It has often been said that What you don't know won't hurt you, but we found it smarter, safer, and healthier to take the approach that What you do know can help you. That's the case with polyphenols, about which we have been learning much more in the last decade or two, and that is polyphenols can help us, healthwise for sure, and in a variety of ways. It's close to impossible to go through an entire day that includes three meals and, in that time, not consume at least some polyphenols as part of our diet, even if we aren't aware that we are ingesting them. Polyphenols are micronutrients that are plentiful throughout our dietary choice, and they are active in helping to prevent degenerative diseases, such as cardiovascular conditions, per academic.oup.com. Much of what good they can do on our behalf depends on the quantity of polyphenols consumed – over which we obviously have a lot of control – and their bioavailability.
Polyphenols Have Antioxidant PropertiesAlthough more research needs to be done to confirm whether or not polyphenols are, themselves, actually antioxidants, emerging research has shown that polyphenols do indeed have antioxidant properties. They are good candidates to help thwart diseases associated with oxidative stress, to include neurodegenerative diseases and diabetes, as well as cardiovascular diseases. There's still more to the polyphenols story. They also have been shown to be beneficial as a prebiotic, aiding in the area of stomach health. This is accomplished by ramping up the ratio of good bacteria in the gut, which translates to producing a positive effect in terms of weight management and overall health.
What Else Do We Know about Polyphenols?They are classified as phytochemicals because they are found in natural plant food sources – for which the color/pigment is provided by polyphenols – that have antioxidant properties. Plus, there are more than 8,000 types of polyphenols that have been singled out for identification. The four major classifications of polyphenols are flavonoids, which are anti-inflammatory as well as antioxidant; stilbenes, found in red wine and peanuts; lignans, which can be found in flaxseeds and legumes, among numerous other sources; and phenolic acids, of which there are several sub-classes and 168 different compounds, per nutritionadvance.com.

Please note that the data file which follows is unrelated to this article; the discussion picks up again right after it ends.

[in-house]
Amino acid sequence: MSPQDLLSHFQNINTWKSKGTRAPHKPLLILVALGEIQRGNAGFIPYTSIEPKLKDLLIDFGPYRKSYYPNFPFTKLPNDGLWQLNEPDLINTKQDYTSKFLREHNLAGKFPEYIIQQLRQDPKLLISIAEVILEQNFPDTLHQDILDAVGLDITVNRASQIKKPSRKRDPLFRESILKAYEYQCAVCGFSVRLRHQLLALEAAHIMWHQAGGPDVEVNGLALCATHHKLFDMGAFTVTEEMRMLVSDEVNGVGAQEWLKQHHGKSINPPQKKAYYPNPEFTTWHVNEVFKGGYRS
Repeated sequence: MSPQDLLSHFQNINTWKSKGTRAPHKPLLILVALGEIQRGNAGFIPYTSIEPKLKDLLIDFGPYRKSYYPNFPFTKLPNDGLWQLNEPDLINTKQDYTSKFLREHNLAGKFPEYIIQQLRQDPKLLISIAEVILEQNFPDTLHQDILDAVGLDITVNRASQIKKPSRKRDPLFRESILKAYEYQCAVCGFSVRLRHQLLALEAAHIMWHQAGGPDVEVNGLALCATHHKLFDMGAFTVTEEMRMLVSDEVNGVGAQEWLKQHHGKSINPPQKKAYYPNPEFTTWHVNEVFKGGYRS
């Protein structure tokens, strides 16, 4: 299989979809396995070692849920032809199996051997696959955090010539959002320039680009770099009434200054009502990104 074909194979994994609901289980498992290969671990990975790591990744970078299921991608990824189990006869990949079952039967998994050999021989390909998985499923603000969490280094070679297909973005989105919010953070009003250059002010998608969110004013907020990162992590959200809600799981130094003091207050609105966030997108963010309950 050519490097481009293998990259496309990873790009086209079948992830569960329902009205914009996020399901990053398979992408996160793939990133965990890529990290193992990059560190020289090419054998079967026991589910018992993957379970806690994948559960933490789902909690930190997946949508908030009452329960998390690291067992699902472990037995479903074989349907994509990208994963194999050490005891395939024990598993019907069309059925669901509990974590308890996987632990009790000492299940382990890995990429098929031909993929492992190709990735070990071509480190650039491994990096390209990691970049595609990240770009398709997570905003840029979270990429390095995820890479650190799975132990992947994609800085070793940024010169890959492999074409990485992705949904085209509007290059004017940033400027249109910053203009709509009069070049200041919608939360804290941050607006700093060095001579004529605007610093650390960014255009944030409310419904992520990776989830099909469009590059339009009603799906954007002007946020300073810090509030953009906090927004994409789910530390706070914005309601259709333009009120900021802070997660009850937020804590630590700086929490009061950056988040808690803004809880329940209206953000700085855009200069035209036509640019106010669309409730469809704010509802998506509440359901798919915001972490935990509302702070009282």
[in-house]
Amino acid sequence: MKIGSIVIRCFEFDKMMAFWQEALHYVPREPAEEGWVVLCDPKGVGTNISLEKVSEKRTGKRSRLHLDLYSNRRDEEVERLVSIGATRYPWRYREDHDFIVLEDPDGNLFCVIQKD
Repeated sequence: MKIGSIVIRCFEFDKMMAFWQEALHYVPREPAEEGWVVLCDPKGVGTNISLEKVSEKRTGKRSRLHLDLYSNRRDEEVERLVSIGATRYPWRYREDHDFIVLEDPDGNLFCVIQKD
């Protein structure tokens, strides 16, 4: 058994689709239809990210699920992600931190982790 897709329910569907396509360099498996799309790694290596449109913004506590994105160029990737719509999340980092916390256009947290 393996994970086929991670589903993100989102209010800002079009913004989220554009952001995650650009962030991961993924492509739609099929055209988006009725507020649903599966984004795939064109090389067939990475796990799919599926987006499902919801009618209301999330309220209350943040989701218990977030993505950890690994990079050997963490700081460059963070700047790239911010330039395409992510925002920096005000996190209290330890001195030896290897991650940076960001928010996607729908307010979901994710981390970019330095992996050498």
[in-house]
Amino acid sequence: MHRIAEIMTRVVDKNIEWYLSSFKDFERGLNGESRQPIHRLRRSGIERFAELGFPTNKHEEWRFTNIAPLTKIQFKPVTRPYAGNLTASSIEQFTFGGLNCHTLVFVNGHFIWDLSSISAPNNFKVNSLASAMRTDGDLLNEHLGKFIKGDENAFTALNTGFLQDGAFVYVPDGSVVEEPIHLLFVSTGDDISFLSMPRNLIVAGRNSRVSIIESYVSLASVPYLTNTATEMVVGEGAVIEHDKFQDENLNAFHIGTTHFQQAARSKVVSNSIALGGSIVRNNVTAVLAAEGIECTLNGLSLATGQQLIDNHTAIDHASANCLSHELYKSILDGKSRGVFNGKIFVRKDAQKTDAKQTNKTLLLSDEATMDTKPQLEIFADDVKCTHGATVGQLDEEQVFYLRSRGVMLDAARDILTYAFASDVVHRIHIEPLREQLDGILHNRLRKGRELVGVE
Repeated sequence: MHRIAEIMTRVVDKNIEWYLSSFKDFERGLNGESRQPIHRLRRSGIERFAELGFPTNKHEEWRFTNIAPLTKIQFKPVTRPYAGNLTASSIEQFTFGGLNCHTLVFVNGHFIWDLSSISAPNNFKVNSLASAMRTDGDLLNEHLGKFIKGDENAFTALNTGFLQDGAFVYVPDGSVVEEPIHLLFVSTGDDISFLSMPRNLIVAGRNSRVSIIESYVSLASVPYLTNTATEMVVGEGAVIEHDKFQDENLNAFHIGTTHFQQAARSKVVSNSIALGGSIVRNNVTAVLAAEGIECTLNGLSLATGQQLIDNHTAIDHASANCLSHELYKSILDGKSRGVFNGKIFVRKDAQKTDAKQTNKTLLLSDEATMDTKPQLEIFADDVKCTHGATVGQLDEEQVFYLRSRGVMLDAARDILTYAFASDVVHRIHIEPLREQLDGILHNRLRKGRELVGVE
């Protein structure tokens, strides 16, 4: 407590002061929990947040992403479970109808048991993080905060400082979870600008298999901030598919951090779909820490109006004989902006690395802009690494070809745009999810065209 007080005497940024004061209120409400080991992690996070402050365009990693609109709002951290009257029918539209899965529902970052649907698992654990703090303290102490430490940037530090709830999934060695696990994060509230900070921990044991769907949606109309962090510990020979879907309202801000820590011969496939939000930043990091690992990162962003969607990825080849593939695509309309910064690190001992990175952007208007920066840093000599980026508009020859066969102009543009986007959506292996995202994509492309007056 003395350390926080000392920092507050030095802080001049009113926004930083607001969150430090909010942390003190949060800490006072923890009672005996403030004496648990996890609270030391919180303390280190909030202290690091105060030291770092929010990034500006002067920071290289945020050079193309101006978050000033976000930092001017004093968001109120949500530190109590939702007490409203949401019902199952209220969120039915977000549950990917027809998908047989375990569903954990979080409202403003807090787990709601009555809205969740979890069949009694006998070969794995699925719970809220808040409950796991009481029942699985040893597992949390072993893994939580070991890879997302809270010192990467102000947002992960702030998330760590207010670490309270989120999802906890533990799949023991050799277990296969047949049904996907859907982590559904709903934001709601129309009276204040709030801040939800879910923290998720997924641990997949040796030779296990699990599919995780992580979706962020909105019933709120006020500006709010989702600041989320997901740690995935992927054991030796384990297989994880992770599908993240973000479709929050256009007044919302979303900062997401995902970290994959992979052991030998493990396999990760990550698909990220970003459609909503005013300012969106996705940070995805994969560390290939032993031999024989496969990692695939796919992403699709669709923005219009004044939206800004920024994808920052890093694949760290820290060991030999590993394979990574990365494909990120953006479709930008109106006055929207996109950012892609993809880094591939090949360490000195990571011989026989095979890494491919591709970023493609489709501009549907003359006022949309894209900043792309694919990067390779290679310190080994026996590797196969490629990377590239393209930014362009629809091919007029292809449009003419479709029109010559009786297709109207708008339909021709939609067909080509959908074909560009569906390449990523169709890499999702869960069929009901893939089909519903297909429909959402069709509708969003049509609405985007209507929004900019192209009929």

Top Sources of PolyphenolsOK, let's get right to it, what you have been reading (and waiting) for – popular and abundant sources of polyphenols. Here are a dozen to get you started:
- Black Currants. Chances are you've never added these to your grocery list. You ought to. They are jammed full of polyphenols, and studies have shown them to have great potential as a therapeutic food. Lots of vitamin C here, too.
- Black tea. No, this is not a blend of the terms black gold and Texas tea mentioned in The Beverly Hillbillies theme song. Black tea comes from the same variety of plant from which we get green tea, but the black version is processed differently.
- Blueberries. An excellent source of antioxidants; also known to help guard against age-related cognitive loss. Other berries fit this list, too, such as bilberries, blackberries, strawberries, and raspberries.
- Cinnamon. Ah, yes, another good excuse to load up on this delicious sweet (but let's be reasonable, too much isn't good). It's also great for regulating cholesterol levels.
- Cloves. Per nutritionadvance.com, these are No. 1 on the list, containing 15,188 milligrams of polyphenols per gram. These little brown wooden sticks might not look real scrumptious, but they are, and they can do a lot of good for guarding our health.
- Dark chocolate. Speaking of sweets . . . not a whole lot of arm-twisting needed here, right? Not just any dark chocolate, though – you want those with a high cacao content, preferably 70 percent and above. The higher that number, the lower the sugar content and the higher the amount of nutrients, per nutritionadvance.com.
- Dried peppermint. This spearmint/watermint hybrid is a well-liked herb no matter where you go in the world.
- Dried rosemary. A powerful herb with a great flavor that makes it terrific for seasoning dishes, it is full of both flavonoids and phenolic compounds that fall under the polyphenol umbrella.
- Pecans. Low in carbs, rich in nutrition and micronutrients.
- Red wine. Ahhh, back to the good stuff. First, though, write on a blackboard 100 times: Consume only in moderation. Consume only in moderation. Consume . . .
- Star anise. A spice that originates from an evergreen tree plant found in China and Vietnam. Provides a licorice-like flavor when added to dishes, and it is usually found added to Asian foods.
- Supplements. Hey, you didn't think we were going to leave these off the list, did you? Of course not. If you're not sure how much you are getting in the way of polyphenols through your usual diet, well, try some nutritional supplements that are loaded with them. Remove all doubt, and over time save a lot of money on what otherwise could be wasteful grocery shopping.